How to make open science work

28 Jul 2020 | Viewpoint

Viewpoint: The success of open science depends on protecting academic data from commercial exploitation

Frans oort

Frans Oort, open science coordinator at the University of Amsterdam. Photo: University of Amsterdam.

As open science gains momentum, universities must maintain their academic independence by arming themselves against possible takeover of critical infrastructure, research information and data by private parties.

If universities simply make their data generally available to everyone without any conditions,  commercial entities could collect that data, enrich it and build services around the data, and then make universities pay to use those services.

We subscribe to the idea that collaboration and transparency advance science. We also believe that the results of publicly funded research should be generally available. That goes for research data too. But legal issues and sovereignty issues prevent universities from sharing their data unconditionally.

Legal issues with sharing data

For research data, there is no true ownership, intellectual property, or authorship;  copyright cannot be properly regulated. And the sharing of research data that contains personal information is limited by privacy and informed consent requirements. The General Data Protection Regulation (GDPR) does not provide clarity, especially as it seems to conflict with the EU Directive on Open Data and the Re-Use of Public Sector Information and with Text and Data Mining articles in the EU Directive on Copyright in the Digital Single Market. Data sharing can also be problematic when researchers are bound by embargo periods, limited retention periods or both. Moreover, data use may be restricted by purpose limitations and subsequent bans on dual use and reselling.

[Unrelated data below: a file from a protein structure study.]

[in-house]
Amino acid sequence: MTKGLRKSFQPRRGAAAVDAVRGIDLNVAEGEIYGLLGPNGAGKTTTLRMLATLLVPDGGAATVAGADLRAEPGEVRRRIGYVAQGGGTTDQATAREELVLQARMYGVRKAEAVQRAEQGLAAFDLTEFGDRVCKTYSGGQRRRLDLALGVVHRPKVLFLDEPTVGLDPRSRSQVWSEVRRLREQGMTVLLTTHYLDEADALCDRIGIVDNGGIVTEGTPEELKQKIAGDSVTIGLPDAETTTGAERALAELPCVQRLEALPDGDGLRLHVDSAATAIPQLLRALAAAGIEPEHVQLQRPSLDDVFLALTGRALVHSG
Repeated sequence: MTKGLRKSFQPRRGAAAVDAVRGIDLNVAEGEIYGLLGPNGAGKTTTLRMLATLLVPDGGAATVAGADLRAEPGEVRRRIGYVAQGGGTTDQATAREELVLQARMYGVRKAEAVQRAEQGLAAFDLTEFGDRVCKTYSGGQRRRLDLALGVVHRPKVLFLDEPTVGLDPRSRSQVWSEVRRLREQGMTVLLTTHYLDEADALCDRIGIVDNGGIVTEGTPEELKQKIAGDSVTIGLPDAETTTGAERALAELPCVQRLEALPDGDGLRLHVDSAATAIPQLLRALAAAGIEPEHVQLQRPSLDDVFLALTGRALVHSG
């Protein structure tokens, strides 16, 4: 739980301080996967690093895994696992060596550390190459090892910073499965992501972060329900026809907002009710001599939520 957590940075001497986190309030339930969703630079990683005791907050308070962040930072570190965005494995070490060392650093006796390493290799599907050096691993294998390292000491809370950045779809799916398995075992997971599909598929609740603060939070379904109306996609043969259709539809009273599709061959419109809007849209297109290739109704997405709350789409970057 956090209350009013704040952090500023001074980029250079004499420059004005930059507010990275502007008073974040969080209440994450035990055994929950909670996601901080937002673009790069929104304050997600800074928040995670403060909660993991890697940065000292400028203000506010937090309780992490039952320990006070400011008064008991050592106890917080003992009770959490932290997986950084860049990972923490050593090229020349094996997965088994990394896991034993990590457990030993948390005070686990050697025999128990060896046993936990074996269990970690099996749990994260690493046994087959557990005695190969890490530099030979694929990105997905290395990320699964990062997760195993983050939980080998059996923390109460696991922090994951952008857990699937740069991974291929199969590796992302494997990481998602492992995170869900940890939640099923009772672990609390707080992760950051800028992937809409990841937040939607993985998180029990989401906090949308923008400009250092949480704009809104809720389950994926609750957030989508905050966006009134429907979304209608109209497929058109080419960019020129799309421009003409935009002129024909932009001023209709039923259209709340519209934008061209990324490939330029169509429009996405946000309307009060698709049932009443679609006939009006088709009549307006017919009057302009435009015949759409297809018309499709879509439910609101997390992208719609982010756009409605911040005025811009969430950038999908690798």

Sovereignty issues with sharing data

Data sovereignty means that the data holder should be able to decide which parts of the data to share, with whom, and under which conditions. Data holders are the researchers or institutes that collect and maintain the data. Of course, each university must archive all research data for which it feels responsible. And of course, this must be done in a findable, accessible, interoperable and reusable (FAIR) way; archiving would be useless otherwise. But FAIR does not necessarily mean open. The university may want to impose restrictions on the reuse of the data, or it may even be bound by legal restrictions on sharing the data. Yet, there is another, more important reason to guard data sovereignty.

Commercial lock-ins threaten academic independence

If universities’ data is generally available without any conditions, the private sector is likely to use it to build commercial services that universities will have to pay to use. This threat not only applies to research data and other products of research (software, protocols), but also to universities’ research information systems and funders’ grant management systems. Universities depend on such databases, just as universities depend on scientific journals.

We can’t have our data locked in by private parties in the same way our scientific publications are locked in by commercial publishers. If universities become completely dependent on commercial endeavours, then the independence and scientific integrity of publicly funded research will be jeopardized.